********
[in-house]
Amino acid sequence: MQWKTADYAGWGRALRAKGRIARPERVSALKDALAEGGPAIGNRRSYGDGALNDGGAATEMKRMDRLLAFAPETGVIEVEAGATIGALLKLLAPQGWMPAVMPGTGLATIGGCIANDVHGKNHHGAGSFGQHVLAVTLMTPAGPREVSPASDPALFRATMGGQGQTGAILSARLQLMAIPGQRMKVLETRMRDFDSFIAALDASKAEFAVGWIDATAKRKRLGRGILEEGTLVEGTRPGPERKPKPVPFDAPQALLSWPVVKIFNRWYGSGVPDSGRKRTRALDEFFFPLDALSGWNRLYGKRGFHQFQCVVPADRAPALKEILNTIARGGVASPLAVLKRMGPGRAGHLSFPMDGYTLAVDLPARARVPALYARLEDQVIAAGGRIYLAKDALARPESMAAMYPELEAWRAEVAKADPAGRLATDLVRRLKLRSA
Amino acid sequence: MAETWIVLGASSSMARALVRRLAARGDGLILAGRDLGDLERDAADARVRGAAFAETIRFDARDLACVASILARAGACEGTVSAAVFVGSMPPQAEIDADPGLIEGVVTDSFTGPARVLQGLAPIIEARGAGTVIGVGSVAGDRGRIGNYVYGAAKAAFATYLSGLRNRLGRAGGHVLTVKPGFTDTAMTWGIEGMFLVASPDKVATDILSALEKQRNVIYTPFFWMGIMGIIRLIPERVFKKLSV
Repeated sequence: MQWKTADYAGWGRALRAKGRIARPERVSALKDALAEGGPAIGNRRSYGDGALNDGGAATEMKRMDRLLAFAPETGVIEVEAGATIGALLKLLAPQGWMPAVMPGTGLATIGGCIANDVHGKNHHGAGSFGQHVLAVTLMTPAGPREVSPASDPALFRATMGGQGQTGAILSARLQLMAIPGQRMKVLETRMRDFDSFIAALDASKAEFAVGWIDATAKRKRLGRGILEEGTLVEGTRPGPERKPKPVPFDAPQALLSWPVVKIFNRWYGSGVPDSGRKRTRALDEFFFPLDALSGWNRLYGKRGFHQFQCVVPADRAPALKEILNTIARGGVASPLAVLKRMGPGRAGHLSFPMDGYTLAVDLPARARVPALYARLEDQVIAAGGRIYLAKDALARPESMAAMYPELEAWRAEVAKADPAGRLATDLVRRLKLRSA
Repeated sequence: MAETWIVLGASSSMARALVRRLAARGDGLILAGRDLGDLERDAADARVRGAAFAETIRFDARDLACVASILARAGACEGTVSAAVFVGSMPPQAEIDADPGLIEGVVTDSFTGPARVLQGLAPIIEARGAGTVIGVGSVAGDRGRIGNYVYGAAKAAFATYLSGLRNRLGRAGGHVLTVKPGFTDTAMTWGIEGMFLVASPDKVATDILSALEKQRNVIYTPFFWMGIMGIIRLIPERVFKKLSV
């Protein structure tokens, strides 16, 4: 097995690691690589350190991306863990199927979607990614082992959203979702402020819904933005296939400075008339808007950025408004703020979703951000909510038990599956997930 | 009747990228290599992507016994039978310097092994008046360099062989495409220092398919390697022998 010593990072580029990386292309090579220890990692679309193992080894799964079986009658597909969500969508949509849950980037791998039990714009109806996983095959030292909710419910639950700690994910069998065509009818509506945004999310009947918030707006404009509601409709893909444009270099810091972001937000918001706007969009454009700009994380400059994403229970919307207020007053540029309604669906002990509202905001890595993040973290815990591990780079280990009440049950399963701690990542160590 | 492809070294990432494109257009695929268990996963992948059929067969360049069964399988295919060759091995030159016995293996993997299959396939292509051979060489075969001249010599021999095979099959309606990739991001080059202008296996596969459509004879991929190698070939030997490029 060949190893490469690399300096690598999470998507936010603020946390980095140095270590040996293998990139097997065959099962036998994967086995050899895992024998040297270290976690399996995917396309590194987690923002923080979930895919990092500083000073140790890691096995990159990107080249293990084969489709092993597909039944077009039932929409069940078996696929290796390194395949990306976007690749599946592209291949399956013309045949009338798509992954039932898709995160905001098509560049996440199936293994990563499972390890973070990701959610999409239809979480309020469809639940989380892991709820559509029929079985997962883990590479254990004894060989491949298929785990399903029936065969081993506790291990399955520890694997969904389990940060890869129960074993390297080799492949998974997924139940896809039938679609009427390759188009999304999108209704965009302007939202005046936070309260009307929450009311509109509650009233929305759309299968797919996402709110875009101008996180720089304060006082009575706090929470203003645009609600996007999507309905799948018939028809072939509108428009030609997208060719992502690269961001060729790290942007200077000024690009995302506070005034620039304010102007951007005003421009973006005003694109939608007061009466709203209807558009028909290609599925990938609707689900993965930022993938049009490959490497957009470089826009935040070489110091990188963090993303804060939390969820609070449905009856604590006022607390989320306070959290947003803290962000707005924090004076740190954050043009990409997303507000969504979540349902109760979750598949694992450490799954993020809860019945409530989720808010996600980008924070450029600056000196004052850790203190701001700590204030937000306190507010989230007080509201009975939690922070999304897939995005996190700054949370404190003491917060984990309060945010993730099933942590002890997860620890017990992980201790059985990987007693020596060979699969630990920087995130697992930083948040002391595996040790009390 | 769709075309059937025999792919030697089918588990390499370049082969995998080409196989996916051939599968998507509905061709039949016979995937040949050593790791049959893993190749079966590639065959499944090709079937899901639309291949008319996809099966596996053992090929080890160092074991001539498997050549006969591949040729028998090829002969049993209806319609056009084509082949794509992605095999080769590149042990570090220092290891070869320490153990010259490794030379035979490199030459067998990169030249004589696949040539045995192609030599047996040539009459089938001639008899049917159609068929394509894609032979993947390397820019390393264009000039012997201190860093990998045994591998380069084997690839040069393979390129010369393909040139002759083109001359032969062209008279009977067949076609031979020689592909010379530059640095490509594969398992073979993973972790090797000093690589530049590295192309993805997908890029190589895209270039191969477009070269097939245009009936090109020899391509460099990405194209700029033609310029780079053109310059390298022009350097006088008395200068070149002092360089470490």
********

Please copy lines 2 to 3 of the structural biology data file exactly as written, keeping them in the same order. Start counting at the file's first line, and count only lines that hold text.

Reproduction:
Amino acid sequence: MQWKTADYAGWGRALRAKGRIARPERVSALKDALAEGGPAIGNRRSYGDGALNDGGAATEMKRMDRLLAFAPETGVIEVEAGATIGALLKLLAPQGWMPAVMPGTGLATIGGCIANDVHGKNHHGAGSFGQHVLAVTLMTPAGPREVSPASDPALFRATMGGQGQTGAILSARLQLMAIPGQRMKVLETRMRDFDSFIAALDASKAEFAVGWIDATAKRKRLGRGILEEGTLVEGTRPGPERKPKPVPFDAPQALLSWPVVKIFNRWYGSGVPDSGRKRTRALDEFFFPLDALSGWNRLYGKRGFHQFQCVVPADRAPALKEILNTIARGGVASPLAVLKRMGPGRAGHLSFPMDGYTLAVDLPARARVPALYARLEDQVIAAGGRIYLAKDALARPESMAAMYPELEAWRAEVAKADPAGRLATDLVRRLKLRSA
Amino acid sequence: MAETWIVLGASSSMARALVRRLAARGDGLILAGRDLGDLERDAADARVRGAAFAETIRFDARDLACVASILARAGACEGTVSAAVFVGSMPPQAEIDADPGLIEGVVTDSFTGPARVLQGLAPIIEARGAGTVIGVGSVAGDRGRIGNYVYGAAKAAFATYLSGLRNRLGRAGGHVLTVKPGFTDTAMTWGIEGMFLVASPDKVATDILSALEKQRNVIYTPFFWMGIMGIIRLIPERVFKKLSV